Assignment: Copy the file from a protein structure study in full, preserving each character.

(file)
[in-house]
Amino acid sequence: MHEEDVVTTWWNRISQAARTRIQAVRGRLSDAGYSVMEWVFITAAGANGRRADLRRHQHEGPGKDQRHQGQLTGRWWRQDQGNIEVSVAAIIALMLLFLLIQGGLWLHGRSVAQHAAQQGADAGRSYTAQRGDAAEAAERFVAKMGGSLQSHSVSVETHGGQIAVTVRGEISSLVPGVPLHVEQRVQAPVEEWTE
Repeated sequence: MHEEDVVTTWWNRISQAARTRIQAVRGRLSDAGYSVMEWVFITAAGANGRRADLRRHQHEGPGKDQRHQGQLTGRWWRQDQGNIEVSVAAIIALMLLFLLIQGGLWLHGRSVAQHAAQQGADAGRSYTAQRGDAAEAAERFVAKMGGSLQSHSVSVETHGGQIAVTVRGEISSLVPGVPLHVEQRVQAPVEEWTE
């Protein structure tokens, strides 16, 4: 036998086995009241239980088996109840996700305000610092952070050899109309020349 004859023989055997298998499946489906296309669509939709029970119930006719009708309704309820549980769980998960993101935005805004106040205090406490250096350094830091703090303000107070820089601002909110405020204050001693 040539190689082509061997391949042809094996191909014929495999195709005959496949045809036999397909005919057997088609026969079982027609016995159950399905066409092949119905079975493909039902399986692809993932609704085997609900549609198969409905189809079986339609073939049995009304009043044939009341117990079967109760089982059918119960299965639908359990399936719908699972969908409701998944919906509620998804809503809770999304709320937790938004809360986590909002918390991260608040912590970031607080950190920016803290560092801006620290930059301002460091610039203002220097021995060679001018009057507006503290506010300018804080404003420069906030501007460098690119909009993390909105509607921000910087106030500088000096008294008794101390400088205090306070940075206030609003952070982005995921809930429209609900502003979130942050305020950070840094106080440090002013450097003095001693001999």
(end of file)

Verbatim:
[in-house]
Amino acid sequence: MHEEDVVTTWWNRISQAARTRIQAVRGRLSDAGYSVMEWVFITAAGANGRRADLRRHQHEGPGKDQRHQGQLTGRWWRQDQGNIEVSVAAIIALMLLFLLIQGGLWLHGRSVAQHAAQQGADAGRSYTAQRGDAAEAAERFVAKMGGSLQSHSVSVETHGGQIAVTVRGEISSLVPGVPLHVEQRVQAPVEEWTE
Repeated sequence: MHEEDVVTTWWNRISQAARTRIQAVRGRLSDAGYSVMEWVFITAAGANGRRADLRRHQHEGPGKDQRHQGQLTGRWWRQDQGNIEVSVAAIIALMLLFLLIQGGLWLHGRSVAQHAAQQGADAGRSYTAQRGDAAEAAERFVAKMGGSLQSHSVSVETHGGQIAVTVRGEISSLVPGVPLHVEQRVQAPVEEWTE
């Protein structure tokens, strides 16, 4: 036998086995009241239980088996109840996700305000610092952070050899109309020349 004859023989055997298998499946489906296309669509939709029970119930006719009708309704309820549980769980998960993101935005805004106040205090406490250096350094830091703090303000107070820089601002909110405020204050001693 040539190689082509061997391949042809094996191909014929495999195709005959496949045809036999397909005919057997088609026969079982027609016995159950399905066409092949119905079975493909039902399986692809993932609704085997609900549609198969409905189809079986339609073939049995009304009043044939009341117990079967109760089982059918119960299965639908359990399936719908699972969908409701998944919906509620998804809503809770999304709320937790938004809360986590909002918390991260608040912590970031607080950190920016803290560092801006620290930059301002460091610039203002220097021995060679001018009057507006503290506010300018804080404003420069906030501007460098690119909009993390909105509607921000910087106030500088000096008294008794101390400088205090306070940075206030609003952070982005995921809930429209609900502003979130942050305020950070840094106080440090002013450097003095001693001999």